Archive for October, 2008

Cake Ideas – Colored Frosting Tips

Decorating cakes can be done to make them look elegant or simple. One thing that adds to the look is the colors that are used. Sometimes just using white icing to trim out the edges and borders on the cake makes it have that finished look, but does not distract from the main design or decoration. If you do use colored icing, here a few ideas that may help. It is important to remember that the longer the icing sets, the darker the shade it will be. As the air dries it, it will darken somewhat. This little hint needs to be remembered when you run out of a color and need to mix up more. Leave it just a minute shade lighter and it will darken and hopefully match what you had before. One other thing we found out the hard way, that we will mention here since talking about colors changing, is that if you are going to transport cakes in a vehicle for any distance, make sure to cover it up if at all possible. We are not sure if the sun affects all colors, but we do know from experience that purple frosting will turn blue. When transporting our son's wedding cake 75 miles away, the sheet cakes were in the cake boxes with the clear plastic insert in the lid. One of their wedding colors was purple, so we put purple rose buds on the cakes. Where the sun shown in the vehicle, it faded the pretty purple rose buds to a cornflower blue. Where the edges were covered by the cardboard of the box lid, it was fine, but where the plastic was it was no longer their wedding colors. So those cakes got served last!

This sheet cake was one that the flowers changed from lavendar and purple to  shades of blue. And the big one we were really nervous about transporting 75 miles. 🙁 We do keep on hand the basic colors of the Wilton tubes of colored icing. All you have to do is take off the cap and put on a tip and coupler ring designed for that purpose. We have found that if we set the tube in a cup of hot tap water for several minutes that it will make it much easier to squeeze out of the tube. These tubes can be a great time saver if you are needing a small amount of certain  basic colors. Another thing we use occasionally are the cans of food color spray. Both Wilton and Betty Crocker carry these. If you frost the cake with white icing, you can use it like spray paint to change the color of the icing. We generally use it as just a light mist – just enough to give it a little color. This can be a great time saver and it comes in the basic colors of Red, Blue, Yellow, Green, Violet, Pink, Black, and Orange. Colors can make the cake. As with painting a room or a house, it says something about the person the cake is for. Have fun with the colors, and people will be impressed with your decorated cakes.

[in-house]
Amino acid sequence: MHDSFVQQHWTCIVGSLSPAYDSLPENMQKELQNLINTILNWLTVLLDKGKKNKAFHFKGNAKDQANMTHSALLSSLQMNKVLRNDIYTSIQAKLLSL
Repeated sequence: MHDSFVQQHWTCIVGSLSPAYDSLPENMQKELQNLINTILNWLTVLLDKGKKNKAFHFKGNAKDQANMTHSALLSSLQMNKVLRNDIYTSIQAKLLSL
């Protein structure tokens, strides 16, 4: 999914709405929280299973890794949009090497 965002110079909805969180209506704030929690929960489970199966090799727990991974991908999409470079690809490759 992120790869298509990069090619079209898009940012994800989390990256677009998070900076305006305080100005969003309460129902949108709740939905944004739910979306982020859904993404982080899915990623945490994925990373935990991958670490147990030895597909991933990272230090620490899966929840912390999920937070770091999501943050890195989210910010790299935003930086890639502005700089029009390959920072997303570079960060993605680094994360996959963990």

Be sure to sign up for our FREE eBook “Cake Decorating: How To Go From Beginner To Expert” by subscribing to our FREE Monthly Bulletin at the top of the right side about decorating cakes, and to receive contest notifications, recipes, and cake ideas.

Cake Ideas – Coloring the Icing

In our earlier post of "Cake Ideas – the First Steps," we talked about the frosting. Decorator icing can be mixed up several days in advance and stored in the refrigerator. It will also keep for several weeks in the fridge, as there is nothing in it to spoil. It's best to get it out the night before using it so that it is room temperature. If you have not mixed up your colors before baking the cake, now is the time to do so in order to begin decorating cakes. We personally use the paste food colors that are put out by Wilton. They have many colors available. When we first started decorating cakes, all they had were the basic colors of blue, green, red, and yellow, with maybe a few popularly requested ones. So sometimes it was very hard to get the desired color with just trial and error. Now they carry variations of the basic colors, including: Ivory, Daffodil Yellow, Buttercup Yellow, Golden Yellow, Lemon Yellow, Copper, Creamy Peach, Rose Petal Pink, Terra Cotta, Orange, Red-Red, Christmas Red, Red (no taste), Rose, Burgundy, Pink, Violet, Delphinium Blue, Cornflower Blue, Royal Blue, Sky Blue, Teal, Kelly Green, Leaf Green, Moss Green, Juniper Green, Brown, and Black. Wow – no more trial and error on those colors! We did however, run across a chart that gave some colors and what it takes to make those. We want to share this for others who have struggled to come up with a certain color.

  • Aqua – 5 parts Sky Blue, 1 part Leaf Green
  • Avocado – use Moss Green
  • Chocolate Brown – add a small amount of Golden Yellow to Brown icing
  • Dark Brown – add Brown; with buttercream icings, you get best results when cocoa or melted chocolate pieces are used before adding Brown color.
  • Chartreuse – 9 parts Lemon Yellow, 1 part Leaf Green
  • Flesh – Add just an extermely small touch of Copper to White icing
  • Antique Gold – Add just an extrememly small touch of Leaf Green to Lemon Yellow icing
  • Warm Gold – Add just a touch of Red-Red to Lemon Yellow icing